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Fifth LDS temple highlights Manti Temple Hill

By Staff | Jun 13, 2018

The Manti LDS Temple was the fifth constructed temple of the LDS Church. Located in the city of Manti, it was the third LDS temple built west of the Mississippi River, after the Mormon’s trek westward.

The Manti Temple was designed by William Harrison Folsom, who moved to Manti while the temple was under construction. The temple dominates the Sanpete Valley, and can be seen from many miles, especially at night when it is lit.

Like all LDS temples, only church members in good standing may enter. It is one of only two remaining LDS temples in the world where live actors are used in the endowment ceremonies; all other temples use films in the presentation of the endowment.

The Salt Lake City LDS Temple had been announced in 1847 and construction was underway when Brigham Young considered the need for additional temples. The decision to build an LDS temple in Manti was announced June 25, 1875, by Brigham Young.

On the morning of the site dedication April 25, 1877, Brigham Young confided to Warren S. Snow that Temple Hill was the spot where Book of Mormon Prophet Moroni dedicated the land for a temple site.

The Manti Temple was built, along with the St. George and Logan temples, to satisfy the church’s immediate need for these structures. The site for the temple was the Manti Stone Quarry, a large hill immediately northeast of town.

Early Mormon settlers in the area had prophesied that this would be the site of a temple. When Brigham Young announced the building of the temple, he also announced that the 27-acre plot would then be known as “Temple Hill.”

The Manti Utah LDS Temple was built on a rattlesnake-infested site, known as the Manti Stone Quarry. The quarry’s stone, Manti oolite, is the same cream-colored stone used for the temple exterior.

The temple design is castellated style having influences of Gothic Revival, French Renaissance Revival, French Second Empire and colonial architecture. There is no Angel Moroni atop this temple.

Open-center spiral staircases wind up each of the 179-foot towers of the Manti Utah Temple. The dramatic stairways are an engineering marvel of the Mormon pioneers. The temple has 100,373 square feet of floor space, eight sealing rooms, four ordinance rooms and a Celestial room.

The Manti LDS Temple is the oldest temple retaining original mural paintings on the walls of its progressive-style ordinance rooms: Creation Room, Garden Room, World Room, Terrestrial Room (no murals), and Celestial Room (no murals).

The Manti Utah Temple is one of only two temples that still employ live acting for presentation of the endowment. The other is the Salt Lake LDS Temple.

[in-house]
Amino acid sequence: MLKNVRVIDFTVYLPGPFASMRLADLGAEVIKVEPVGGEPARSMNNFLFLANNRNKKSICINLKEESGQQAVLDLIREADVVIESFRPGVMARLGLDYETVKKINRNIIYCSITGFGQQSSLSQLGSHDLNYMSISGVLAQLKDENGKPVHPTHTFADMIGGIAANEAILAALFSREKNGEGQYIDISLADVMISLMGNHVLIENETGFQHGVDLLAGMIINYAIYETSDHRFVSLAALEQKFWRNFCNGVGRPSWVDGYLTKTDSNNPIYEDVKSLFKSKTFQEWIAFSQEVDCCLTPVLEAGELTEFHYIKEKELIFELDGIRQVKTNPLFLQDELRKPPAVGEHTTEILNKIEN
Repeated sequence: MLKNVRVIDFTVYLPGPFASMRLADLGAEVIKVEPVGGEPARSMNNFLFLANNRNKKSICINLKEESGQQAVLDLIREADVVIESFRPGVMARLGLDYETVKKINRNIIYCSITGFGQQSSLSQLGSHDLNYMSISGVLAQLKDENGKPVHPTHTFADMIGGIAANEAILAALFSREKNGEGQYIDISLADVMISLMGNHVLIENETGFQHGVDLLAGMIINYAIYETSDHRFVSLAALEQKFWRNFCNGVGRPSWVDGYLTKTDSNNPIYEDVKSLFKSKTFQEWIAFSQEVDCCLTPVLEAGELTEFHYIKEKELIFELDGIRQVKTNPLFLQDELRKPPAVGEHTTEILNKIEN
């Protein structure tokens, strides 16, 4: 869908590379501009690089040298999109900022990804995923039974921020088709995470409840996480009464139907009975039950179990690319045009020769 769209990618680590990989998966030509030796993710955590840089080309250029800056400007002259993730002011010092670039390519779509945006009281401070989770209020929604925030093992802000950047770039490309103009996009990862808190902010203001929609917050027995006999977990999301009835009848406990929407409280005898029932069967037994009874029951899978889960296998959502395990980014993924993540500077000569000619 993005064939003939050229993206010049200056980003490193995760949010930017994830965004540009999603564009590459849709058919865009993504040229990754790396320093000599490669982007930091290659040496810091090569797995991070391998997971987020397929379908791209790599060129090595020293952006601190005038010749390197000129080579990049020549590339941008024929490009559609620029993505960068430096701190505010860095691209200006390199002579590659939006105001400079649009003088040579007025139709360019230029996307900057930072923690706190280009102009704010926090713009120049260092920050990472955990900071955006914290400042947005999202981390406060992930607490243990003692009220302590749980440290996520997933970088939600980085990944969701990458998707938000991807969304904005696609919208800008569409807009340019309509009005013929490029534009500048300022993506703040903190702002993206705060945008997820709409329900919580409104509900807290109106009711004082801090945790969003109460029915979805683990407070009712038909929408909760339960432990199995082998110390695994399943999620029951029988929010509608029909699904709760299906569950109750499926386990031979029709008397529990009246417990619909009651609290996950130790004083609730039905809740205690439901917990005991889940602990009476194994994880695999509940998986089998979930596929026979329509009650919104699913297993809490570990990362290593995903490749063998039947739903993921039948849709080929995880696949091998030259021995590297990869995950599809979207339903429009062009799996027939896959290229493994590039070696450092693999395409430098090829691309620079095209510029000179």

The temple was completed in 1888, and a private dedication was held May 17, 1888, with a prayer written by Wilford Woodruff. Three public dedications were held May 21-23, 1888, and were directed by Lorenzo Snow.

The Salt Lake City LDS Temple was not finished until five years later in 1893.


The Manti LDS Temple has undergone various remodeling and renovations. Construction of a great stone stairway leading up the hill to the west temple doors began in 1907. In 1935, the temple was fully lit at night for the first time.

In 1940, the stone stairs were removed and work began to beautify the grounds. Between 1944 and 1945 the annex, chapel, kitchen, Garden Room and men’s and women’s areas were remodeled.

There was once a tunnel beneath the east tower of the temple through which wagons and cars could pass. It was once said the temple was the only one people could go through without a recommend. The tunnel was closed off in the 1960s.

In 1981, church officials decided the interior of the temple needed extensive remodeling, which renovation took four years to complete.

The beautiful murals and original furniture were restored, offices were enlarged and remodeled, a separate door was made to the baptistery, water and weather damage was repaired, an elevator was installed, three sealing rooms were added, a nursery, dressing rooms were improved and the pioneer craftsmanship and artwork was restored to their former glory among many other projects.

In June 1985, the Manti Utah Temple was formally rededicated by President Gordon B. Hinckley. The three-day open house was attended by 40,308 visitors. Exterior preservation efforts have also occurred since that time.


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